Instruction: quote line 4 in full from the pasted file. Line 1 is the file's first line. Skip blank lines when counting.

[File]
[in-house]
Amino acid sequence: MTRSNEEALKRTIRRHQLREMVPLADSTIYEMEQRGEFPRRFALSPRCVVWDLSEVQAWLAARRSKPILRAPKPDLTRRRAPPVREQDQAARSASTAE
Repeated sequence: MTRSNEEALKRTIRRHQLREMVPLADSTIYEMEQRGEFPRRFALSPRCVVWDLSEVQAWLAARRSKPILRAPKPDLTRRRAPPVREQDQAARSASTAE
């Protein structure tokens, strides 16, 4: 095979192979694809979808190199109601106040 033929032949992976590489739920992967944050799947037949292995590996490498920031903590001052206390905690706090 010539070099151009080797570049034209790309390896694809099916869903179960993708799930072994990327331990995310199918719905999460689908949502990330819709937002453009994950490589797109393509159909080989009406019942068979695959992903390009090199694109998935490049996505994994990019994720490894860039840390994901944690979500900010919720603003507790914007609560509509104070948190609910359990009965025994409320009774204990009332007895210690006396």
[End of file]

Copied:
């Protein structure tokens, strides 16, 4: 095979192979694809979808190199109601106040 033929032949992976590489739920992967944050799947037949292995590996490498920031903590001052206390905690706090 010539070099151009080797570049034209790309390896694809099916869903179960993708799930072994990327331990995310199918719905999460689908949502990330819709937002453009994950490589797109393509159909080989009406019942068979695959992903390009090199694109998935490049996505994994990019994720490894860039840390994901944690979500900010919720603003507790914007609560509509104070948190609910359990009965025994409320009774204990009332007895210690006396």